Weekly Economic Commentary

  • 12.04.17
  • Markets & Investing
  • Commentary


By Scott Brown

On Friday, the Commodity Futures Trading Commission (CFTC) approved bitcoin futures trading on the Chicago Mercantile Exchange (CME) and the CBOE Futures Exchange (CFE). Bitcoin has risen by a factor of ten since the start of the year. Was the market for the crypto-currency not frothy enough? If, as many suspect, bitcoin is a bubble, its collapse would not be a systemic risk to the financial system. But what about the stock market?

Bitcoin is a digital currency or crypto-currency (the first, in fact). Based on blockchain technology, it is technically elegant. It facilitates secure peer-to-peer transactions. Bitcoin is neither a real currency nor a commodity, but it has similar properties. It serves as a medium of exchange, a store of value, and a unit of exchange, just like regular money. Like gold and other precious metals, bitcoin is an alternative asset for those distrusting government and central banks in general. Bitcoin has also had a role in illegal activity (such as drug deals, money laundering, and other crimes). However, while the tech folks love bitcoin, economists are generally not big fans. There is no central bank backing it up. It’s only valuable because people believe it’s valuable. Yet, just because it’s a bubble doesn’t mean that it can’t go a lot higher. Fed Chair-Nominee Jerome Powell testified that the central bank was watching bitcoin and other crypto-currencies, but “they are just not big enough to matter.”

Meanwhile, stock market valuations have been elevated. Some of that reflects increased optimism since last year’s election, but the market was already well off the 2009 lows last November. Does the more rapid pace of increase over the last several months indicate a bubble? Or is it justified? Corporate profits, from the National Income and Product Accounts, were reported to have risen 5.4% in the year ending 3Q17 (+4.5% for domestic nonfinancial corporations). The S&P 500 is up about 21% from a year ago. With most companies in the index having reported, 3Q earnings for the S&P 500 were up 9.8% y/y.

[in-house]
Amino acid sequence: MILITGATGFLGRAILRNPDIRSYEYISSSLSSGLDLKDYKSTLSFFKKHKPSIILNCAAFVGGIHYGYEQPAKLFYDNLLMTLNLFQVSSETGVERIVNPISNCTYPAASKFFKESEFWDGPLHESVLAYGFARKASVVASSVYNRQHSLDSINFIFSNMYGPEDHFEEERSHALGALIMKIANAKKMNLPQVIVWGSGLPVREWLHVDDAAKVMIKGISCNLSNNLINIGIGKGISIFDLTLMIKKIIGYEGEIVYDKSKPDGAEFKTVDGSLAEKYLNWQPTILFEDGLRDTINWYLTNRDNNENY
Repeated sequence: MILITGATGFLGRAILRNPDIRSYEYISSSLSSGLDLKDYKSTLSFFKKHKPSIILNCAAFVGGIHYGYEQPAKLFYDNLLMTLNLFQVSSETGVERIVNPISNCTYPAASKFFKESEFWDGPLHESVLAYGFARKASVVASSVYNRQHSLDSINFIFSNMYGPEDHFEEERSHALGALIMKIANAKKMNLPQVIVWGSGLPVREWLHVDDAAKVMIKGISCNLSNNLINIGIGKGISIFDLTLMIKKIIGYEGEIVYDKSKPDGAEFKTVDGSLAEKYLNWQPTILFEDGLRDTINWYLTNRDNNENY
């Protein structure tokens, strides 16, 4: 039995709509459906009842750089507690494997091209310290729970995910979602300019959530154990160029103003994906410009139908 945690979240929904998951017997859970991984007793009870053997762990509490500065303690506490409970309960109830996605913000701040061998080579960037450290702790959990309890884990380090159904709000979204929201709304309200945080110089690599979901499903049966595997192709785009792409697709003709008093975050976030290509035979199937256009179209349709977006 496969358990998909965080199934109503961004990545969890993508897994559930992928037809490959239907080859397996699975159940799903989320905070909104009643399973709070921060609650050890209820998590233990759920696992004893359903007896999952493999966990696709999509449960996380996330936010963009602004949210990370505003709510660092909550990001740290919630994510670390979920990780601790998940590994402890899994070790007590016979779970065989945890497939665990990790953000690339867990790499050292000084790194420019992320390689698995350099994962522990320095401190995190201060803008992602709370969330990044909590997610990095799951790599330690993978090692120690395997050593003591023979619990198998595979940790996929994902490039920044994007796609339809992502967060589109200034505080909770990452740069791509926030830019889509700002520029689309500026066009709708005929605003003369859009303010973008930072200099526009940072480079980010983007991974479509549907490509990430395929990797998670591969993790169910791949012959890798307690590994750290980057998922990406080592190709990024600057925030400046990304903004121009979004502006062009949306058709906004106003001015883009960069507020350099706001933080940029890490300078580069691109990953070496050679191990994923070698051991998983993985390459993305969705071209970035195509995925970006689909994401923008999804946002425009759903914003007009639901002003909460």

Ok, so it seems that either the stock market was significantly undervalued a year ago or it has gotten a little ahead of itself in recent months. However, one could make the argument that corporate tax cuts will lift after-tax profits. Lowering the rate from 35% to 20% would boost after-tax profits by 23% (all else equal). However, few firms currently pay 35% and some pay a lot less. So, the savings may not be as great.

Broadly speaking, there are two ways to value stocks. The first is as a risk-adjusted discounted stream of future earnings – you know, the fundamentals. The other is as one would value a work of art or other collectable – that is, it’s what the next person would be willing to pay (go ask the chartist). Fundamentals should matter in the long run, but share prices can deviate from the fundamentals for a long time.

Interest rates play a part in stock market valuations (using the fundamentals). All else equal, lower interest rates should coincide with higher price/earnings ratios. Conversely, higher interest rates mean lower P/E ratios, but usually earnings and interest rates rise as the economy improves. While the Fed is currently undergoing personnel changes, the central bank is expected to stick to a gradual, data-dependent approach to raising short-term interest rates. Long-term interest rates are expected to move higher, but not too rapidly.

As market participants look to the Fed, the focus is shifting from monetary policy to regulatory policy. Many of the rules and regulations put in place since the financial crisis will be rolled back. However, it’s unclear how much of restraint on economic growth we’ve seen from regulation – more than zero, certainly, but perhaps not as much as believed.

The yield curve has flattened, which is consistent with a more moderate pace of economic growth, but it remains far from inverted (a strong indicator of recession). Still, one ought to keep an eye on it over the course of 2018.

The opinions offered by Dr. Brown should be considered a part of your overall decision-making process. For more information about this report – to discuss how this outlook may affect your personal situation and/or to learn how this insight may be incorporated into your investment strategy – please contact your financial advisor or use the convenient Office Locator to find our office(s) nearest you today.

All expressions of opinion reflect the judgment of the Research Department of Raymond James & Associates (RJA) at this date and are subject to change. Information has been obtained from sources considered reliable, but we do not guarantee that the foregoing report is accurate or complete. Other departments of RJA may have information which is not available to the Research Department about companies mentioned in this report. RJA or its affiliates may execute transactions in the securities mentioned in this report which may not be consistent with the report's conclusions. RJA may perform investment banking or other services for, or solicit investment banking business from, any company mentioned in this report. For institutional clients of the European Economic Area (EEA): This document (and any attachments or exhibits hereto) is intended only for EEA Institutional Clients or others to whom it may lawfully be submitted. There is no assurance that any of the trends mentioned will continue in the future. Past performance is not indicative of future results.